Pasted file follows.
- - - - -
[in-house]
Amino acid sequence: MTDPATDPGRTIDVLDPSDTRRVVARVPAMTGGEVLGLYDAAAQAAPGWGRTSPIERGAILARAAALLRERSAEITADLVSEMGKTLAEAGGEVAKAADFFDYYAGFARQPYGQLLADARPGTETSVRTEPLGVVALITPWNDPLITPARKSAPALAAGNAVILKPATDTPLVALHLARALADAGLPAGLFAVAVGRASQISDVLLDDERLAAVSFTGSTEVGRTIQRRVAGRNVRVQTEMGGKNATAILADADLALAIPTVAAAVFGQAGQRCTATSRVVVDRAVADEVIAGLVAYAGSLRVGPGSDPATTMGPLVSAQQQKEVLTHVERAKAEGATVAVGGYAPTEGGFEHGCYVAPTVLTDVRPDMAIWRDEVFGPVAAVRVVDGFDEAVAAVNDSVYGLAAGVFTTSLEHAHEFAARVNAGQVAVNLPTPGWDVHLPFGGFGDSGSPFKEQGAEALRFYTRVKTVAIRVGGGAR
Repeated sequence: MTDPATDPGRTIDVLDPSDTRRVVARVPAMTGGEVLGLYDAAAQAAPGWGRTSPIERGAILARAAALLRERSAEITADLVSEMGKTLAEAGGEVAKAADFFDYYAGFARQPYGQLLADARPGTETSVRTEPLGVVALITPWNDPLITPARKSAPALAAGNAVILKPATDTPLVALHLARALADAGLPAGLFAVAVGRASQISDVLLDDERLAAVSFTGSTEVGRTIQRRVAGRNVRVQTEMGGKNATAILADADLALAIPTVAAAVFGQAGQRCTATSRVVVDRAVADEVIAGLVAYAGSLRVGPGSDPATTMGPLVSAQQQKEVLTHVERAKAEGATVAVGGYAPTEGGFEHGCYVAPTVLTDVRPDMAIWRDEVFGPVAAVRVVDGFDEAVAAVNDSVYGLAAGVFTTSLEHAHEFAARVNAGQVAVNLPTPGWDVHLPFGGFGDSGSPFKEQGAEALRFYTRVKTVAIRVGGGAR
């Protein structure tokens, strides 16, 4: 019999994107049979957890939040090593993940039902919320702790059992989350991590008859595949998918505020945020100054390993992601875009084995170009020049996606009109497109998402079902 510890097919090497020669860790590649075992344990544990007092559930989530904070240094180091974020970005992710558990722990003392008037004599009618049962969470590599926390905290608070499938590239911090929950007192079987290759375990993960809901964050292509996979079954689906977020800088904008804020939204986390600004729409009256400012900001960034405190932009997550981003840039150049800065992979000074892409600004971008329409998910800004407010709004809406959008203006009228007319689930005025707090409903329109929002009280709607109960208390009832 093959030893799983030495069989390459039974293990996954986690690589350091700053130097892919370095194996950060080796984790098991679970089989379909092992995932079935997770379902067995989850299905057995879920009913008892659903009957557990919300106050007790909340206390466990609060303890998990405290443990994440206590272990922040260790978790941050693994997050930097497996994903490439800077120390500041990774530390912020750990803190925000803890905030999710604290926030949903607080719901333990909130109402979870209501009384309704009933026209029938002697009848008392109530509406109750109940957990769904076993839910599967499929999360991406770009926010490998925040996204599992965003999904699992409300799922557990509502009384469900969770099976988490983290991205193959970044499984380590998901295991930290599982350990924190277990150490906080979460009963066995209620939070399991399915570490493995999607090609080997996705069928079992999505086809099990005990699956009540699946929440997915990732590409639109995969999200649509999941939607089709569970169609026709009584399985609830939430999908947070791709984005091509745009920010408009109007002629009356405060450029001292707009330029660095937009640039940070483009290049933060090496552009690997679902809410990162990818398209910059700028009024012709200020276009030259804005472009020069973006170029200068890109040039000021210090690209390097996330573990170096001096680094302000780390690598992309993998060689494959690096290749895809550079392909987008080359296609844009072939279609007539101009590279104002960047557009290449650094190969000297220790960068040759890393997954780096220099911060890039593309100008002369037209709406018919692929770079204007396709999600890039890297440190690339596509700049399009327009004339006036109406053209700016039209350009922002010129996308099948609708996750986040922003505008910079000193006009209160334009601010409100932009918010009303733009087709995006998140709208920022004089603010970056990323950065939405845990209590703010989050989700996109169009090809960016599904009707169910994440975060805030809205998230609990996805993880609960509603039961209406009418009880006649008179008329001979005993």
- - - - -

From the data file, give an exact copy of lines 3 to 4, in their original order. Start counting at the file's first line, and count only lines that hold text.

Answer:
Repeated sequence: MTDPATDPGRTIDVLDPSDTRRVVARVPAMTGGEVLGLYDAAAQAAPGWGRTSPIERGAILARAAALLRERSAEITADLVSEMGKTLAEAGGEVAKAADFFDYYAGFARQPYGQLLADARPGTETSVRTEPLGVVALITPWNDPLITPARKSAPALAAGNAVILKPATDTPLVALHLARALADAGLPAGLFAVAVGRASQISDVLLDDERLAAVSFTGSTEVGRTIQRRVAGRNVRVQTEMGGKNATAILADADLALAIPTVAAAVFGQAGQRCTATSRVVVDRAVADEVIAGLVAYAGSLRVGPGSDPATTMGPLVSAQQQKEVLTHVERAKAEGATVAVGGYAPTEGGFEHGCYVAPTVLTDVRPDMAIWRDEVFGPVAAVRVVDGFDEAVAAVNDSVYGLAAGVFTTSLEHAHEFAARVNAGQVAVNLPTPGWDVHLPFGGFGDSGSPFKEQGAEALRFYTRVKTVAIRVGGGAR
């Protein structure tokens, strides 16, 4: 019999994107049979957890939040090593993940039902919320702790059992989350991590008859595949998918505020945020100054390993992601875009084995170009020049996606009109497109998402079902 510890097919090497020669860790590649075992344990544990007092559930989530904070240094180091974020970005992710558990722990003392008037004599009618049962969470590599926390905290608070499938590239911090929950007192079987290759375990993960809901964050292509996979079954689906977020800088904008804020939204986390600004729409009256400012900001960034405190932009997550981003840039150049800065992979000074892409600004971008329409998910800004407010709004809406959008203006009228007319689930005025707090409903329109929002009280709607109960208390009832 093959030893799983030495069989390459039974293990996954986690690589350091700053130097892919370095194996950060080796984790098991679970089989379909092992995932079935997770379902067995989850299905057995879920009913008892659903009957557990919300106050007790909340206390466990609060303890998990405290443990994440206590272990922040260790978790941050693994997050930097497996994903490439800077120390500041990774530390912020750990803190925000803890905030999710604290926030949903607080719901333990909130109402979870209501009384309704009933026209029938002697009848008392109530509406109750109940957990769904076993839910599967499929999360991406770009926010490998925040996204599992965003999904699992409300799922557990509502009384469900969770099976988490983290991205193959970044499984380590998901295991930290599982350990924190277990150490906080979460009963066995209620939070399991399915570490493995999607090609080997996705069928079992999505086809099990005990699956009540699946929440997915990732590409639109995969999200649509999941939607089709569970169609026709009584399985609830939430999908947070791709984005091509745009920010408009109007002629009356405060450029001292707009330029660095937009640039940070483009290049933060090496552009690997679902809410990162990818398209910059700028009024012709200020276009030259804005472009020069973006170029200068890109040039000021210090690209390097996330573990170096001096680094302000780390690598992309993998060689494959690096290749895809550079392909987008080359296609844009072939279609007539101009590279104002960047557009290449650094190969000297220790960068040759890393997954780096220099911060890039593309100008002369037209709406018919692929770079204007396709999600890039890297440190690339596509700049399009327009004339006036109406053209700016039209350009922002010129996308099948609708996750986040922003505008910079000193006009209160334009601010409100932009918010009303733009087709995006998140709208920022004089603010970056990323950065939405845990209590703010989050989700996109169009090809960016599904009707169910994440975060805030809205998230609990996805993880609960509603039961209406009418009880006649008179008329001979005993």